For additional information: “Birdie's Cafe; has Westminster's Main Street percolating once again - New cafe opens in place of former Pour House,” By Kevin Dayhoff Posted 8/08/10 http://t.co/aZ8XWbe

Phil Grout, photographer, Vietnam, veteran, Birdie’s Cage, art, culture, Carroll County, Westminster, Maryland, photojournalist, Dayhoff

LABELS: Art Artists, Art Artists Grout Phil, Art Off Track Art, People Joseph Sherri Hosfeld, Photography, Westminster Art Culture Artists, Westminster Bus Birdies's

[20110104 Grout art show ends at Birdie's Cafe Gallery] [20101106 Phil Grout Bio With 44-40 Notes Short]

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Published by: Kevin Earl Dayhoff on Jan 05, 2011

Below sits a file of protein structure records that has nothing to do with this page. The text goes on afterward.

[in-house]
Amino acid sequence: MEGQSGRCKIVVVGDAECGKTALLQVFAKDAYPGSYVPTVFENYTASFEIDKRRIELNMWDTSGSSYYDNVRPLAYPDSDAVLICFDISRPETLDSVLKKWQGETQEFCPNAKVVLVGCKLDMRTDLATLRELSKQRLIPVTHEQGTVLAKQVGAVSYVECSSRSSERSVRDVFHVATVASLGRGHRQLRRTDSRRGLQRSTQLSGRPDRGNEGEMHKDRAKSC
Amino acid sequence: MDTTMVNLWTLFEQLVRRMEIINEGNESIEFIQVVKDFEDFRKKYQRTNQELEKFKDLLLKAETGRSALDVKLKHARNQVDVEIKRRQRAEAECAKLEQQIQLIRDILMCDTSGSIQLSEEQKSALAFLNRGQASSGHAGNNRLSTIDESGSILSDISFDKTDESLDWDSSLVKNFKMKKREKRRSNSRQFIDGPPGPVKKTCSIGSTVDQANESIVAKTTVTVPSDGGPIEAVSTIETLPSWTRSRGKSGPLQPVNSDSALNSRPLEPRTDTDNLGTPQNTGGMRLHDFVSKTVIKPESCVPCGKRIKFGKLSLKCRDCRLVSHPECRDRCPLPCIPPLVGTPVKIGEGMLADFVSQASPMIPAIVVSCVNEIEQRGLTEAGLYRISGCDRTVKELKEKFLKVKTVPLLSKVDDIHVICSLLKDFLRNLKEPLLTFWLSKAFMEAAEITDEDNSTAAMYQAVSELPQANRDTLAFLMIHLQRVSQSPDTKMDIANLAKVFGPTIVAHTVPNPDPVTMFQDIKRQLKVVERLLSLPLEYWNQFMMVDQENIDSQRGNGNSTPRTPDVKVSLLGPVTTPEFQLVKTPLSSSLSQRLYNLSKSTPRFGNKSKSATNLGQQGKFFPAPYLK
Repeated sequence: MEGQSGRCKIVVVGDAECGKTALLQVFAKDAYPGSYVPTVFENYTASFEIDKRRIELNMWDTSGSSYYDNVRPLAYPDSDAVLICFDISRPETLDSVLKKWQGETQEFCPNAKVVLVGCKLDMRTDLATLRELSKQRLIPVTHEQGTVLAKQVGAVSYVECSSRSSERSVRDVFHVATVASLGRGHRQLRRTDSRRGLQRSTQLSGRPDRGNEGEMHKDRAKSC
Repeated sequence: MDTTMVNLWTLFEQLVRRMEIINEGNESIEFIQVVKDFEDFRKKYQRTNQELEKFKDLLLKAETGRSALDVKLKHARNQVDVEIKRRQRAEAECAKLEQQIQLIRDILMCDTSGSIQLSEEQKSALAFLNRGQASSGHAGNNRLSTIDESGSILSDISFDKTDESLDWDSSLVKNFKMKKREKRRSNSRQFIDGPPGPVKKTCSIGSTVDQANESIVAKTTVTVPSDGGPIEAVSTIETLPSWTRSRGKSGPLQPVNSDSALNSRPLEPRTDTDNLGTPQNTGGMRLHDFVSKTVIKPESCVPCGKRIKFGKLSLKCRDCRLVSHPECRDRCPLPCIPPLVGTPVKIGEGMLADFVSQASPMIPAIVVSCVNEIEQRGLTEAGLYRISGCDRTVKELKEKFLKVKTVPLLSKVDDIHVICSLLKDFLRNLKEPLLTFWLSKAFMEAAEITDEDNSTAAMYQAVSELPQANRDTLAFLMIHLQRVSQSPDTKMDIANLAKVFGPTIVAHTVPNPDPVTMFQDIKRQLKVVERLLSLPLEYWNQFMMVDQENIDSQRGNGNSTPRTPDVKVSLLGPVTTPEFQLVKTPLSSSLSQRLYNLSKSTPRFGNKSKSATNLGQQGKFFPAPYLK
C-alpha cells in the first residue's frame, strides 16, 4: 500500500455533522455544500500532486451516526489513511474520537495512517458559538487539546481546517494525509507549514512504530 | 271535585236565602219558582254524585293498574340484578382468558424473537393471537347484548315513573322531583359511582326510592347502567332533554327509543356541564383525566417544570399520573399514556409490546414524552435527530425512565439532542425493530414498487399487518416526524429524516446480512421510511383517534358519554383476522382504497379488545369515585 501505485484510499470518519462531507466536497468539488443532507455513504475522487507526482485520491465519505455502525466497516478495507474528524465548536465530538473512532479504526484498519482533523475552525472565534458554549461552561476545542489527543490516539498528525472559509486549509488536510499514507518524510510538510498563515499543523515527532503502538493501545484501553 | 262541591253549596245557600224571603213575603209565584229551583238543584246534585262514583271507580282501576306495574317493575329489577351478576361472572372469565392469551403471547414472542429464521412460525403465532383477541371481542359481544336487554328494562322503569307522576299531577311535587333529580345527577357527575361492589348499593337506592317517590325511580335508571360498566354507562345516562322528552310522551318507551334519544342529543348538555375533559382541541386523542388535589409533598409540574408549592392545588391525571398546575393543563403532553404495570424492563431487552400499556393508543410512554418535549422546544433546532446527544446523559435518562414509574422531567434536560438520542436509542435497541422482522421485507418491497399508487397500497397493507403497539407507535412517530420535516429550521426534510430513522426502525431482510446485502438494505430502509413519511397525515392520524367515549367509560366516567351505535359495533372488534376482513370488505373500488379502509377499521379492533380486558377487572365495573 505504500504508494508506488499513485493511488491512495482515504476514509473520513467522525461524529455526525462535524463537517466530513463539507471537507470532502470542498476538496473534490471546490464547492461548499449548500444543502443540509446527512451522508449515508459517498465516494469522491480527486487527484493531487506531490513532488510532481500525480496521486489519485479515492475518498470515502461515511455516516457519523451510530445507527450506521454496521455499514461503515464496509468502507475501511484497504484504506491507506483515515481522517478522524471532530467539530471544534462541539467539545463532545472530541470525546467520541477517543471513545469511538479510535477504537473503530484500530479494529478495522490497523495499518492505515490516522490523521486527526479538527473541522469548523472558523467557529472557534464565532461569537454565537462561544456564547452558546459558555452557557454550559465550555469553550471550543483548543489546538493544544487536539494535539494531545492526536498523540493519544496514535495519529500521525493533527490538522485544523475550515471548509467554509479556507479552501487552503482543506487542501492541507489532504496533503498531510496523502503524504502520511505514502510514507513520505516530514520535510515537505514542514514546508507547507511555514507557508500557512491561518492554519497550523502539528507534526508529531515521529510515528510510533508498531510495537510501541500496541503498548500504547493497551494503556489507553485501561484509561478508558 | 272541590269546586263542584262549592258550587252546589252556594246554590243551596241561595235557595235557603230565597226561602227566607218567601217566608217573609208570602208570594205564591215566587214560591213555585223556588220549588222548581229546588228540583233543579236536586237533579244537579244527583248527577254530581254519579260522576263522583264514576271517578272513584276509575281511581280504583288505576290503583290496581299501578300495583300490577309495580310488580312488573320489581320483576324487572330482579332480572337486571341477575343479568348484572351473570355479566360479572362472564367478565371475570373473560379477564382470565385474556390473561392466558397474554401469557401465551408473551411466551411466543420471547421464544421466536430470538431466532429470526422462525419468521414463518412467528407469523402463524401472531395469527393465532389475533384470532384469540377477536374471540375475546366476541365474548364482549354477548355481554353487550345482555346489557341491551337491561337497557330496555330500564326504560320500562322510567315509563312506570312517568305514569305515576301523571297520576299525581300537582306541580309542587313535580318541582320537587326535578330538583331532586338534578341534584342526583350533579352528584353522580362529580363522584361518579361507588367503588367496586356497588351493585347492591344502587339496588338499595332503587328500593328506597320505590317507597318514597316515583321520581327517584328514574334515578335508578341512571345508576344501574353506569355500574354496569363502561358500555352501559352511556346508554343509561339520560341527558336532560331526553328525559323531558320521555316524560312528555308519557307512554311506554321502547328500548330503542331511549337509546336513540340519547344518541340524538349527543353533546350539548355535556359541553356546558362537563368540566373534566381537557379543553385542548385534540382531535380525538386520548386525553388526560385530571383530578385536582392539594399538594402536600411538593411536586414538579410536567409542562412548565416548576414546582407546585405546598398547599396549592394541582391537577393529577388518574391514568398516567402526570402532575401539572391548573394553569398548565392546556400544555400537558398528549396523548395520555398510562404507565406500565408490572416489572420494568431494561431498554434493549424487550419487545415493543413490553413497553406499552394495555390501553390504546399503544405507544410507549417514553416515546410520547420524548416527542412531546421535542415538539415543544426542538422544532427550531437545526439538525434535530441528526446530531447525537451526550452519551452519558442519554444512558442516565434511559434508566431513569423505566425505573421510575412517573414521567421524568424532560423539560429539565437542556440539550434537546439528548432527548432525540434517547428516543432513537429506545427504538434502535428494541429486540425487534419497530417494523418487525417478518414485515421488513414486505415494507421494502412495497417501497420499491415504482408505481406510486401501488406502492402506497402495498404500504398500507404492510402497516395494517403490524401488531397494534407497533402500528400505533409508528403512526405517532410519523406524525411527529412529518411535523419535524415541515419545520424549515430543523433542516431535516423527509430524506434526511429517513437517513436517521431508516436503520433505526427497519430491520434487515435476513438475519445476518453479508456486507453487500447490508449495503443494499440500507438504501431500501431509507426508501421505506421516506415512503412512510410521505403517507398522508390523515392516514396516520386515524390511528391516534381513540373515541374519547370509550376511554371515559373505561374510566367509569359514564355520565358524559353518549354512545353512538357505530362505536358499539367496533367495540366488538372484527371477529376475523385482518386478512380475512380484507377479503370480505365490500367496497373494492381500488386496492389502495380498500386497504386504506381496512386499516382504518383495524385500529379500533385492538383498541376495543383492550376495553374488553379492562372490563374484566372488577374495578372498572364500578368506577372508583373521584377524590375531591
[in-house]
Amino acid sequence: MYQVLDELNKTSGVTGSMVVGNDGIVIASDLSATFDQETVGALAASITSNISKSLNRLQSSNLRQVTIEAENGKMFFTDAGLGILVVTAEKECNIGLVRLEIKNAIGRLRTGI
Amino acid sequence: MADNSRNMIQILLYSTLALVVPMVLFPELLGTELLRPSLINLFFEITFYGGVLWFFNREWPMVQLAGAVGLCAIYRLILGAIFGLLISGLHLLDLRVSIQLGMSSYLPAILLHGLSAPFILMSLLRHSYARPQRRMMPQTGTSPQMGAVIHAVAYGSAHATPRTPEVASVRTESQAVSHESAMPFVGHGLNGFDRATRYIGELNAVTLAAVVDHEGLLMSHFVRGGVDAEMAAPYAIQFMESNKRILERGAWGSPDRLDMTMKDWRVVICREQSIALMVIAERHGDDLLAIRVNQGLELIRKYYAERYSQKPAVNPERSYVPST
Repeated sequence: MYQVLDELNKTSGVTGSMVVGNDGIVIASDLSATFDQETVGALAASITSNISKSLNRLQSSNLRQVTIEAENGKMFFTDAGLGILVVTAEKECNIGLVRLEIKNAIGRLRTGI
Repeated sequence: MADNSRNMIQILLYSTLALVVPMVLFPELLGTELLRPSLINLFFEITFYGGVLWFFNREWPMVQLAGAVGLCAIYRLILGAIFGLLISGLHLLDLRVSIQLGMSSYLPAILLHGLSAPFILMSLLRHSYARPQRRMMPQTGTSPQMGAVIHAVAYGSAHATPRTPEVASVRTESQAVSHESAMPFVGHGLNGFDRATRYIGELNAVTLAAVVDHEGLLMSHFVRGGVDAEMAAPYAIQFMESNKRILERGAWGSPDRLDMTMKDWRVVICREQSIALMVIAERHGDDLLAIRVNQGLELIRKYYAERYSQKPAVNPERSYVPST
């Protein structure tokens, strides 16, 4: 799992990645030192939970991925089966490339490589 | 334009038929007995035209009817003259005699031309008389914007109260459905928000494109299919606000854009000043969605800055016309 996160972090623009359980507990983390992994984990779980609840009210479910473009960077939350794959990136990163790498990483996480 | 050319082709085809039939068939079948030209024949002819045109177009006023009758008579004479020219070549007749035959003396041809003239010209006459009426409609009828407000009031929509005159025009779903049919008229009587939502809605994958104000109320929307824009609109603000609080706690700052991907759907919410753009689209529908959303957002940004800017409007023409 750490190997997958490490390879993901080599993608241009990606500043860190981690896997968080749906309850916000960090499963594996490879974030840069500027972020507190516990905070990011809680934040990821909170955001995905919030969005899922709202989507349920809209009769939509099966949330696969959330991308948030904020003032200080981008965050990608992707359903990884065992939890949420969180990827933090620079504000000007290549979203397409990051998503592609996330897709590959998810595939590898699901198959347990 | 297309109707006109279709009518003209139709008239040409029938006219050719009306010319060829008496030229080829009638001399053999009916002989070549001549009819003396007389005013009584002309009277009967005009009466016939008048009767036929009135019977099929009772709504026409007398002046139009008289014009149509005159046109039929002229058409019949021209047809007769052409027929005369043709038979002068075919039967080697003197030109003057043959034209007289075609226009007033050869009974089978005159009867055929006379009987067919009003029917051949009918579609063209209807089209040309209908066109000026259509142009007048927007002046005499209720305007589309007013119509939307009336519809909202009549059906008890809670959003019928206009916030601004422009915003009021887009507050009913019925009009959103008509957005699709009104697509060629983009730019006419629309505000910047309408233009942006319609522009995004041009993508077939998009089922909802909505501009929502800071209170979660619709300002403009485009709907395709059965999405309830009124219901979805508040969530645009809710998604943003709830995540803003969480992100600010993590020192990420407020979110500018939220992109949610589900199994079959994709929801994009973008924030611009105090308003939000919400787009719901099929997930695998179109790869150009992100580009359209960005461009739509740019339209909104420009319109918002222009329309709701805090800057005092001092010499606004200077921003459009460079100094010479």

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I always thought I wanted to be a doctor like my father. But after five unsuccess-ful majors, the Dean at Denison University suggested I try something other thanacademic studies. I enlisted in the Navy. I was1A in 1966, and Vietnam wascoming into view. I thought it would be best to see 'Nam from the water instead of the land. During a boot camp interview, the personnelman broke it to me that I got a 17 out of 100 on my mechanical test."There's no way in hell we're going to let you on a submarine as you requested," he said. "You'll sink thedamn thing." And then he talked about public relations and the shortage of journalists. I thought fastand said, "Well, I've been a reporter for two years." (I'd never written a news story in my life). He boughtmy story and pronounced me a "journalist." Two months later I was pushed off the end of the pier andfound myself on the Gulf of Tonkin off the coast of Vietnam conducting my first interview as a "journal-ist". I was packing an Instamatic camera around my neck. With help from an officer who had one jour-nalism course in college, I got the story out. It was quite a thrill to see my first news story in